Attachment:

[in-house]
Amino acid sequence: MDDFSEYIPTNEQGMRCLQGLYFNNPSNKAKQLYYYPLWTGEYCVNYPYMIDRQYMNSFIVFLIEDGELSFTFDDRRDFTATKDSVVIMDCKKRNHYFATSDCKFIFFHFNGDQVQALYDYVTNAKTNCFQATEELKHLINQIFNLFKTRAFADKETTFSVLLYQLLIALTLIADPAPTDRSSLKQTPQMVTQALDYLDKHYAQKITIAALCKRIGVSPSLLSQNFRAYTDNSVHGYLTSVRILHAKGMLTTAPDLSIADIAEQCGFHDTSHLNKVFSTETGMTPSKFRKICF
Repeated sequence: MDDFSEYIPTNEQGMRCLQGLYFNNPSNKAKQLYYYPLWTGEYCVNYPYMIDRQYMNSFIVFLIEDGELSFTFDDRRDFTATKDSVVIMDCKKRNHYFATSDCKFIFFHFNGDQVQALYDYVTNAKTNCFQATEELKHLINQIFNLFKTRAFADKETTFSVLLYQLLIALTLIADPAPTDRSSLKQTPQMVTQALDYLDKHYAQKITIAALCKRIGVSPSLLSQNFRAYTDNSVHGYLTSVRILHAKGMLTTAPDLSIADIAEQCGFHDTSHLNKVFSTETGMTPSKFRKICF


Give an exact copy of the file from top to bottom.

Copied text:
[in-house]
Amino acid sequence: MDDFSEYIPTNEQGMRCLQGLYFNNPSNKAKQLYYYPLWTGEYCVNYPYMIDRQYMNSFIVFLIEDGELSFTFDDRRDFTATKDSVVIMDCKKRNHYFATSDCKFIFFHFNGDQVQALYDYVTNAKTNCFQATEELKHLINQIFNLFKTRAFADKETTFSVLLYQLLIALTLIADPAPTDRSSLKQTPQMVTQALDYLDKHYAQKITIAALCKRIGVSPSLLSQNFRAYTDNSVHGYLTSVRILHAKGMLTTAPDLSIADIAEQCGFHDTSHLNKVFSTETGMTPSKFRKICF
Repeated sequence: MDDFSEYIPTNEQGMRCLQGLYFNNPSNKAKQLYYYPLWTGEYCVNYPYMIDRQYMNSFIVFLIEDGELSFTFDDRRDFTATKDSVVIMDCKKRNHYFATSDCKFIFFHFNGDQVQALYDYVTNAKTNCFQATEELKHLINQIFNLFKTRAFADKETTFSVLLYQLLIALTLIADPAPTDRSSLKQTPQMVTQALDYLDKHYAQKITIAALCKRIGVSPSLLSQNFRAYTDNSVHGYLTSVRILHAKGMLTTAPDLSIADIAEQCGFHDTSHLNKVFSTETGMTPSKFRKICF